150W Krell - and why we specify minimum ratings
150W available to drive M40.1 and a first class amplifier brand reputation says to me that this is home setup is likely to deliver a great sonic experience with oodles of power reserve for those thrilling climaxes.
Originally Posted by Heretic
Consider this imperfect analogy: the (incandescent) light bulb lighting your room may well have a 150W rating. That will fill every corner of your room with bright light. Remove that bulb and fit a 15W (one tenth of the power) and what then? The room is miserably dark: there are deep shadows in the corners. You cannot even read. You are stumbling around in the gloom. Why would you want to live like that when you are advised that 50W is necessary to throw the minimum light into the environment?
I don't just dream-up the minimum amplifier requirements for the fun of it. I am aware that if I suggest a minimum amplifier power rating that's too high, those customers with smaller amps may be frightened off Harbeth and select another brand which emphasises higher efficiency. Conversely, I am aware that to produce a reasonable sound pressure level that gives a satisfying quasi-real life experience a certain amount of power is necessary. So the minimum power amp ratings I've listed in the brochure are really minimums bearing in mind that you should interpret the manufacturer's amplifier power outputs with a very large degree of scepticism. Outside the lab, many amps are unlikely to be able to deliver their rated power on music when driving real-world speakers.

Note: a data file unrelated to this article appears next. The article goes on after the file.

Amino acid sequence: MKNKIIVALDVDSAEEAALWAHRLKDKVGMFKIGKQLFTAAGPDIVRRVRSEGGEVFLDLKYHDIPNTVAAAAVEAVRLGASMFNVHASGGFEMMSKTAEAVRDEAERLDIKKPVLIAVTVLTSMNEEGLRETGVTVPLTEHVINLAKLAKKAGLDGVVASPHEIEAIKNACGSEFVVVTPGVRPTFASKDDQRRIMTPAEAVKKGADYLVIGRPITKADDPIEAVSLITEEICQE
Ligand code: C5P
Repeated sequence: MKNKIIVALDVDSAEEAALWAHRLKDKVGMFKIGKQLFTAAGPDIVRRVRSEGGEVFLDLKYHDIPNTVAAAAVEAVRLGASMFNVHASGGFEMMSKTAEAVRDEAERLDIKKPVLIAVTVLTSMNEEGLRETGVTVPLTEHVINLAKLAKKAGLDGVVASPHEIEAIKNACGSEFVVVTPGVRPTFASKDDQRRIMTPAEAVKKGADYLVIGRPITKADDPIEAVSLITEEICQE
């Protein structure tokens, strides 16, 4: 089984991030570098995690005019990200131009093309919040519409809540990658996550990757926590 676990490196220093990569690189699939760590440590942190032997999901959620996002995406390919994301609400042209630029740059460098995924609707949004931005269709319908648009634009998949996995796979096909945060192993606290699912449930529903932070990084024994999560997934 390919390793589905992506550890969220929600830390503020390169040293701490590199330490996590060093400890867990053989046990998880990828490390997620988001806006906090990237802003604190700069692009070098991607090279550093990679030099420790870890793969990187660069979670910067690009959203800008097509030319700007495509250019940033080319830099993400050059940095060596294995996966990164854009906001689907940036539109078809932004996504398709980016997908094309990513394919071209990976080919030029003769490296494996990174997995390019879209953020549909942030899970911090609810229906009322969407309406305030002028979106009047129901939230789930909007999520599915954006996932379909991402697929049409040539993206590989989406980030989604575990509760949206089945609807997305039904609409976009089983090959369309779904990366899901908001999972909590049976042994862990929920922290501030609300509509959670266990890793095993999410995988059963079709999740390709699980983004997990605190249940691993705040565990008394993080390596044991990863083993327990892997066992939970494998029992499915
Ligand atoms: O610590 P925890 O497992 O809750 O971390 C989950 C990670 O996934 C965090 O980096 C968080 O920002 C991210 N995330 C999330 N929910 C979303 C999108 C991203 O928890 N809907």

What tube fans don't realise (and I've heard SHL5s driven by 300B 7W tubes and sounding good) is that when you connect a 'scope across the 7W amp's output terminals and look at the music waveform, it shows significant clipping. And that clipping may be present for 25%, 50% or even 100% of the time. That shouldn't be a surprise at all: 7W is a minuscule amount of power. So how is it that those users are satisfied with what they hear? Simple - the tube amp (and I stress this, the situation with a transistor amp is totally different) clips is a sonically benign way. In other words, it runs out of power in a way which does not immediately reveal itself to the human ear. It doesn't sound hard or coarse when clipping: it sounds fat and warm. And that's all part of the magic sonic experience of small (tube) amps.
So - rule of thumb: give yourself a fighting chance of high fidelity sound at home: have a sensible amount of amplifier power available at all times.
Alan A. Shaw
Harbeth Audio UK